Anyone who pays enough attention can certainly keep track of world trends, but the real fortunes of the future are not to be made by following trends, so much as by creating them. Quoting the French writer, poet and journalist Antoine de Saint-Exupéry, “As for the future, your task is not to forsee, but to enable it.” But alas, forecasters are not necessarily creative people, for they don’t actually create anything. They’re not really designers either, as they simply articulate l'air du temps – the French expression that roughly translates to "the current trend.”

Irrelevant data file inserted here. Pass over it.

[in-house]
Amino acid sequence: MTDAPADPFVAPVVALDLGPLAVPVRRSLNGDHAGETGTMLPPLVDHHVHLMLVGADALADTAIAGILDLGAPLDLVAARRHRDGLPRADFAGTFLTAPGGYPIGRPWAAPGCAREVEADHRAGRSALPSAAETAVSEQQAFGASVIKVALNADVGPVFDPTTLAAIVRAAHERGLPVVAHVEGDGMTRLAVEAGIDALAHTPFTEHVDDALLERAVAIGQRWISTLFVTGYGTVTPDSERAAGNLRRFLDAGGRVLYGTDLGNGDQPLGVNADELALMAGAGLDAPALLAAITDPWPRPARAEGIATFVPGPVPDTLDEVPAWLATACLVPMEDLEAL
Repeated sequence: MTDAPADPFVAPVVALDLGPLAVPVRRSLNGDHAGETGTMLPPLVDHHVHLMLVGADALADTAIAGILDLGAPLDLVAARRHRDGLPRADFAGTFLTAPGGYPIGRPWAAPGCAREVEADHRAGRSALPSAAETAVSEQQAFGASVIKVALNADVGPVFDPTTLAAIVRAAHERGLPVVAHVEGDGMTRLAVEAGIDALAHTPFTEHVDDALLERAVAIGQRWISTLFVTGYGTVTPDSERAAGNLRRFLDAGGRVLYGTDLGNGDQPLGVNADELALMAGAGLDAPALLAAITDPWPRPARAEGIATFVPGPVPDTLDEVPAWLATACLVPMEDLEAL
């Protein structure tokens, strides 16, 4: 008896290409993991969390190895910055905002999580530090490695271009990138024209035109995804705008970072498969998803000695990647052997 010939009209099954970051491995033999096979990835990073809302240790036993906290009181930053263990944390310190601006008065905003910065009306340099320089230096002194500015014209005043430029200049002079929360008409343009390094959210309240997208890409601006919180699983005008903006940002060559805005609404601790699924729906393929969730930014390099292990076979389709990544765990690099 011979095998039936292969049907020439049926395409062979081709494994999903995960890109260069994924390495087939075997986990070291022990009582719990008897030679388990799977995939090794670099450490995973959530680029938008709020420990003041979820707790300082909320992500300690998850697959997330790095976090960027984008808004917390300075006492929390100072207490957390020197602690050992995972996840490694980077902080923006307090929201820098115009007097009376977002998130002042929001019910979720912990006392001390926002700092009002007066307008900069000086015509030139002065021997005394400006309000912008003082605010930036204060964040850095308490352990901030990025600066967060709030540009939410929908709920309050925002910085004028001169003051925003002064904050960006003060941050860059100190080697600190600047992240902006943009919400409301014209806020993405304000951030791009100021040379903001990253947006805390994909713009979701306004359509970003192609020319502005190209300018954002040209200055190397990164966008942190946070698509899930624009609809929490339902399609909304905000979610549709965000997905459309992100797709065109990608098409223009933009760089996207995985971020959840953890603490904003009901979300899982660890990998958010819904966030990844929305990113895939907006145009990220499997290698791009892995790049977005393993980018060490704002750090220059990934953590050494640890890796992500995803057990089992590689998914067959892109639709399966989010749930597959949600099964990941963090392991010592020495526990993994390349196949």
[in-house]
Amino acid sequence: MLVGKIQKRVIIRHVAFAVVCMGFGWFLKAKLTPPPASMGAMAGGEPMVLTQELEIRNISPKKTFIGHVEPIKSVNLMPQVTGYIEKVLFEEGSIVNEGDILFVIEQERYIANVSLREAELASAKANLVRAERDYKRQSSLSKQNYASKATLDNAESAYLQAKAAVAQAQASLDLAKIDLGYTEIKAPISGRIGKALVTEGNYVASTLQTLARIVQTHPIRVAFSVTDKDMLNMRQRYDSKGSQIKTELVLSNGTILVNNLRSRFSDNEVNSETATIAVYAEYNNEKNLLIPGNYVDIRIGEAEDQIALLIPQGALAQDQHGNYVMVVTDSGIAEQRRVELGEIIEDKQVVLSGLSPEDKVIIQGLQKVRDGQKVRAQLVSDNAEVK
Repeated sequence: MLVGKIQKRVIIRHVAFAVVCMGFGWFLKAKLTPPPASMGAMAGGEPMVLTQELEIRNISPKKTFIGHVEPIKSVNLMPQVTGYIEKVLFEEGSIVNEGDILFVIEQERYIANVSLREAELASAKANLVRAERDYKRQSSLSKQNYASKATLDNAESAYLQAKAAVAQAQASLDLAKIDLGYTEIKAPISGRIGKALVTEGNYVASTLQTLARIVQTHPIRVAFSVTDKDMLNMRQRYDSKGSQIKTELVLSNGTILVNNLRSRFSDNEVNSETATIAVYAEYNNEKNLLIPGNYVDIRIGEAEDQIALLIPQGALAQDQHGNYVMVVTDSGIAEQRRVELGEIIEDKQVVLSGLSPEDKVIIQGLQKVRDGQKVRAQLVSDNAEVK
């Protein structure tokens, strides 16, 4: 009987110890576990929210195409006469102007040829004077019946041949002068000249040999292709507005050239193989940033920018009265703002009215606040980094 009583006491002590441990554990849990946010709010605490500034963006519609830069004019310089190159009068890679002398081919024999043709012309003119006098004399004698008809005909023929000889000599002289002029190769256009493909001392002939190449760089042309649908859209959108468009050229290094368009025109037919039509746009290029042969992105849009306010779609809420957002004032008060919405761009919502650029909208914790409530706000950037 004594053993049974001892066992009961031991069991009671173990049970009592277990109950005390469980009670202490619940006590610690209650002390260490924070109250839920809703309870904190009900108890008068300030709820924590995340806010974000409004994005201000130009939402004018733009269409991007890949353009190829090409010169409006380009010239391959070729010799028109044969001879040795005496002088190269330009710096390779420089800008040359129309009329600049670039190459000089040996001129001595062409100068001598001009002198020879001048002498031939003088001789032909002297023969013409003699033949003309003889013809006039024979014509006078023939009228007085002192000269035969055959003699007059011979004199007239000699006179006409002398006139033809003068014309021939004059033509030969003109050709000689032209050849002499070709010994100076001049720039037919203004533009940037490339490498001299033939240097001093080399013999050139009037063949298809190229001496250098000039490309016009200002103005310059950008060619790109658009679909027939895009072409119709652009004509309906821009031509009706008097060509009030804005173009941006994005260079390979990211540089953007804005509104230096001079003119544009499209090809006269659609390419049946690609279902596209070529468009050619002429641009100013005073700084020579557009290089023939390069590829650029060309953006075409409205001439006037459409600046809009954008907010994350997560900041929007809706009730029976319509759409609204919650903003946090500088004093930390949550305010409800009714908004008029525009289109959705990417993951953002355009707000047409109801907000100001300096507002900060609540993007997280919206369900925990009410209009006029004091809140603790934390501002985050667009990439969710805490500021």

It was twenty years ago when Steven van der Kruit, being the elder of our Firmenich Creative Marketing tribe, took the leadership role of our three-day consortium with the goal to create a Billboard of Trends. Everyone took their turn at presenting the material evidence they had been accumulating over the last six months and we ended up with a daunting list, that upon careful review, seemed to reveal global commonalities. There was in fact a pattern that emerged, not just within the list, but also among ourselves. We were all looking in similar places, and coming to similar conclusions – these weren’t trends, they were signals. According to Amy Webb in her book The Signals Are Talking, ‘a trend leverages our basic human needs and desires in a meaningful way and aligns human nature with emerging technologies and breakthrough inventions. We must think of trends as signposts that can illuminate the conditions we will likely encounter at some point in the future.’ It didn’t matter from which region we were from, all of our customers were asking the same question - What’s next?We began distilling our list of over 600 signals by realizing almost immediately that they could all be bundled into separate thematic categories. A simple matter of ‘these things all go together.’ In the end, the six platforms were: Nature, Wellbeing, Experience, Happiness, Heritage, and Ancestral. Over the years, more platforms were added including Connectivity (2005), Empowered (2007), New Page (2009), and most recently, Metamorphosis (2019). I had taken the artistic license of changing the spelling to Trenz, and the name stuck. To me, it was just the way Steven pronounced the word ‘trends’. For the rest of the team, it was the way we would all pronounce it, and recognize it, from then on. Jaime Krayger designed the timeless logo, and today, that white elephant more closely resembles Ganesha, the Hindu god of beginnings, symbol of wisdom and understanding, as well as patron deity of art and science.